Hello there! Just like the recent weather changes from hail flurries one week to highs in the 70s the next, Pathfinder Ranch has also been constantly changing with new additions and improvements happening every day.
One of the additions that we are most excited about is our brand new climbing wall structure and zip line! The climbing wall structure has been getting lots of use from our school groups. The students love trying the new routes and obstacles on the different walls. There are now three sides that have been named after places here in California that our Naturalists like to hike and/or rock climb– Taquitz, Joshua Tree, and Yosemite.
Along with the climbing wall we have added two new zip lines! Although the zip lines are not ready for this spring’s school groups, we are planning on having them ready for Adventure Camp (June 23-28) this summer. Come and join us for six days of climbing, hiking, explorations, and other fun adventures. Don’t forget about our summer camp (spots are filling quickly so email or call our office for openings), and the fun we’ll be having with all of these amazing additions!
We also have a new living addition, Cleopatra (Albino Kingsnake), to our Nature Center. She is doing well adjusting to her new home. She is still very young and is getting used to all of the love the Naturalists are giving her. We can’t get enough of little Cleo!
We have our fingers crossed that turkey chicks will hatch and add to our flock at the farm! Our mama turkey, Jenny, is currently sitting on the eggs she laid. The eggs are slightly larger than chicken eggs, are brown in color and have dark brown specks. Stay tuned via Facebook and our blog to see if the eggs hatch into cute baby turkey chicks!
Hope spring finds all of you well and excited for summer!
See you down the trail,
Pathfinder Ranch Naturalists
A glistening blanket of snow greeted our students as they pulled up to the basketball court Tuesday morning. They rushed out of the bus and immediately flocked to the mounds of snow all over campus, creating their first snowmen of the winter season. The excitement spread like a wave from the students to the staff, and carried over to the many adventures that followed that week. Things started with an epic game of Predator/Prey. The students adapted different roles within the food web and hunted for food, water, and shelter. As in nature they learned the benefits of behavioral adaptations such as ambushing and stalking their prey. In this particular game, the insects bore the hardship when they were attacked from all sides by the lizards and snakes. The students really embraced the trials and tribulations most animals deal with on a daily basis.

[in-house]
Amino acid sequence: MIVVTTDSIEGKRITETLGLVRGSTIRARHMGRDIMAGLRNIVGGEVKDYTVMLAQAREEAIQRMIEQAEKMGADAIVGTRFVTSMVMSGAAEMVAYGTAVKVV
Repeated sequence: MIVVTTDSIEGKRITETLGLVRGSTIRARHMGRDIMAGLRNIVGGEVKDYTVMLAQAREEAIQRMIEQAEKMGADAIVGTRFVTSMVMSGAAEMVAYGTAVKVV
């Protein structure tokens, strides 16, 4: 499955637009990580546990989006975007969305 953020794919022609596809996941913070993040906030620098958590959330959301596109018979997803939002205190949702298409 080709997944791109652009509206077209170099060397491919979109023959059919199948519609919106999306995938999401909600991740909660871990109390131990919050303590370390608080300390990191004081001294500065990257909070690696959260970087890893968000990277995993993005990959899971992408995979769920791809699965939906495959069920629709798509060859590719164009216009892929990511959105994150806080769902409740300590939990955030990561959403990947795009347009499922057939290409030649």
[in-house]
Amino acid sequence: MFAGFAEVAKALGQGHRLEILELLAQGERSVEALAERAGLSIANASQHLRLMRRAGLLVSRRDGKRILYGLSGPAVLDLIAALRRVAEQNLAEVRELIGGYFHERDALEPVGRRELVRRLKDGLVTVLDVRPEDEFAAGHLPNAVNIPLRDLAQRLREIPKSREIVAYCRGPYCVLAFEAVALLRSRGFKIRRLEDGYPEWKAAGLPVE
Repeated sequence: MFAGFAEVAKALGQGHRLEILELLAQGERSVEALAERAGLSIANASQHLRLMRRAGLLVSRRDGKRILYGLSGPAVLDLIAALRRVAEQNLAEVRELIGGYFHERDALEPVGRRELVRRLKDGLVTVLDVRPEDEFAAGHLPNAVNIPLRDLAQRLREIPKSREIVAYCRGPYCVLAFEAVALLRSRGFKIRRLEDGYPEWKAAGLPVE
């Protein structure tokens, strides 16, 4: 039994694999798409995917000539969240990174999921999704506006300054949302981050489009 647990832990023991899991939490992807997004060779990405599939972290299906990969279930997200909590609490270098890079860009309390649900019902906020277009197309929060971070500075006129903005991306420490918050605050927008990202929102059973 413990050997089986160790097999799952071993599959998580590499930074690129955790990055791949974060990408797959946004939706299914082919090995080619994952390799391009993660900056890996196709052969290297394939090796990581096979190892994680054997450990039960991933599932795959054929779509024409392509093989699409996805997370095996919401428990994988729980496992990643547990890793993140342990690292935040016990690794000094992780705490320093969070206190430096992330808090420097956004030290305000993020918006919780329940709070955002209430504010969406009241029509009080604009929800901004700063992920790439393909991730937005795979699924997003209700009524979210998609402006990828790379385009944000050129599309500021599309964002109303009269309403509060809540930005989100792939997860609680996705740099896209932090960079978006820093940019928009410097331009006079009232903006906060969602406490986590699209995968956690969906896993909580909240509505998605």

The enthusiasm from the snow and Predator/Prey carried over as the students tried out their trail reading skills while summiting Rock Point. They put to use their ethnobotany expertise by identifying useful plants along the way and even stopping for a quick snack followed by dental hygiene with some hiker’s toothbrush.
Our week came to a close surprisingly fast, but new adventures awaited the staff that made the trek to Utah for some skiing and snowboarding. The 9-hour arduous journey provided to be well worth the drive with great snow and a friendly mountain atmosphere. After rejuvenating ourselves it was time to meet our new group of budding naturalists.
Bright and early Tuesday morning our new group arrived starry eyed and full of questions. The students instantly started exploring their new environment and soaking in as much information as nature and the outdoors could provide. They were like sponges about to explode. Their first night at Pathfinder Ranch was dedicated to investigating the night sky. Although there were some clouds, no one’s spirits were extinguished as the students created their own constellations in the Milky Way.
The rest of the week was met with challenges and new experiences for both students and staff. Students were able to test their climbing, riding, and archery skills. The staff was challenged to push themselves to keep up with the expanding sponge-like minds of their students. Some of Pathfinder’s favorite critters helped in this challenge by teaching our students key ecology concepts as well as exposing them to a love for animal care and the environment. A final challenge from Mother Nature that was met with some reservation, but mostly excitement by the end was the hike to a geographical wonder, the Land Bridge. There’s nothing like almost three inches of snow to end a trip to Pathfinder Ranch!
And remember “Do not follow where the path may lead. Go instead where there is no path and leave a trail.” –Ralph Waldo Emerson
Dragonfly and Your Pathfinder Naturalists